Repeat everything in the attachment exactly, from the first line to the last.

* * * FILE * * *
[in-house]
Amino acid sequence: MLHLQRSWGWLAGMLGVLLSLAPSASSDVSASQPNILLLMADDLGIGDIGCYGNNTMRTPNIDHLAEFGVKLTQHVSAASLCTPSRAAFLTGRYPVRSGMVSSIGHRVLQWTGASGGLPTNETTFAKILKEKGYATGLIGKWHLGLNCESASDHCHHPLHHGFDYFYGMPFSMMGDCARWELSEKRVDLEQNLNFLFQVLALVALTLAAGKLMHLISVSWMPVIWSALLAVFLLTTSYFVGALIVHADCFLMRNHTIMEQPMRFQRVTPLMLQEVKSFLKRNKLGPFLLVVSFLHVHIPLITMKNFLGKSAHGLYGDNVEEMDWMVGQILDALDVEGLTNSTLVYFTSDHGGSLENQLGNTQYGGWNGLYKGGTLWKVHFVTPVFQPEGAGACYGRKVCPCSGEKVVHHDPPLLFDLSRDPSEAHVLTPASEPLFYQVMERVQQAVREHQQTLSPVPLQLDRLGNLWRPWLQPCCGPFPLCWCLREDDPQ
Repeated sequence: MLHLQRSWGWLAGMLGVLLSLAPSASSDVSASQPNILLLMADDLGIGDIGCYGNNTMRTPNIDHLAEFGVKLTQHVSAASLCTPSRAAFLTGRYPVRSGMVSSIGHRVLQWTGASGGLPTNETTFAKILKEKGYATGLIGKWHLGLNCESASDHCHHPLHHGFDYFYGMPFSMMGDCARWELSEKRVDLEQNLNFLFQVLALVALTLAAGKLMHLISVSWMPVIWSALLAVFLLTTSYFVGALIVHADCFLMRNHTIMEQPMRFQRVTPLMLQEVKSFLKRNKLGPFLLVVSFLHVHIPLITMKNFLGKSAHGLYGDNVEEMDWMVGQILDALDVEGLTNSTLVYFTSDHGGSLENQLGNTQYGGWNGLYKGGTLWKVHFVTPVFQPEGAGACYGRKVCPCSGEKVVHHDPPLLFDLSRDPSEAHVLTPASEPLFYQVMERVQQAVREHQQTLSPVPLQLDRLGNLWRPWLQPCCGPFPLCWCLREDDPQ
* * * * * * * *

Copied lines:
[in-house]
Amino acid sequence: MLHLQRSWGWLAGMLGVLLSLAPSASSDVSASQPNILLLMADDLGIGDIGCYGNNTMRTPNIDHLAEFGVKLTQHVSAASLCTPSRAAFLTGRYPVRSGMVSSIGHRVLQWTGASGGLPTNETTFAKILKEKGYATGLIGKWHLGLNCESASDHCHHPLHHGFDYFYGMPFSMMGDCARWELSEKRVDLEQNLNFLFQVLALVALTLAAGKLMHLISVSWMPVIWSALLAVFLLTTSYFVGALIVHADCFLMRNHTIMEQPMRFQRVTPLMLQEVKSFLKRNKLGPFLLVVSFLHVHIPLITMKNFLGKSAHGLYGDNVEEMDWMVGQILDALDVEGLTNSTLVYFTSDHGGSLENQLGNTQYGGWNGLYKGGTLWKVHFVTPVFQPEGAGACYGRKVCPCSGEKVVHHDPPLLFDLSRDPSEAHVLTPASEPLFYQVMERVQQAVREHQQTLSPVPLQLDRLGNLWRPWLQPCCGPFPLCWCLREDDPQ
Repeated sequence: MLHLQRSWGWLAGMLGVLLSLAPSASSDVSASQPNILLLMADDLGIGDIGCYGNNTMRTPNIDHLAEFGVKLTQHVSAASLCTPSRAAFLTGRYPVRSGMVSSIGHRVLQWTGASGGLPTNETTFAKILKEKGYATGLIGKWHLGLNCESASDHCHHPLHHGFDYFYGMPFSMMGDCARWELSEKRVDLEQNLNFLFQVLALVALTLAAGKLMHLISVSWMPVIWSALLAVFLLTTSYFVGALIVHADCFLMRNHTIMEQPMRFQRVTPLMLQEVKSFLKRNKLGPFLLVVSFLHVHIPLITMKNFLGKSAHGLYGDNVEEMDWMVGQILDALDVEGLTNSTLVYFTSDHGGSLENQLGNTQYGGWNGLYKGGTLWKVHFVTPVFQPEGAGACYGRKVCPCSGEKVVHHDPPLLFDLSRDPSEAHVLTPASEPLFYQVMERVQQAVREHQQTLSPVPLQLDRLGNLWRPWLQPCCGPFPLCWCLREDDPQ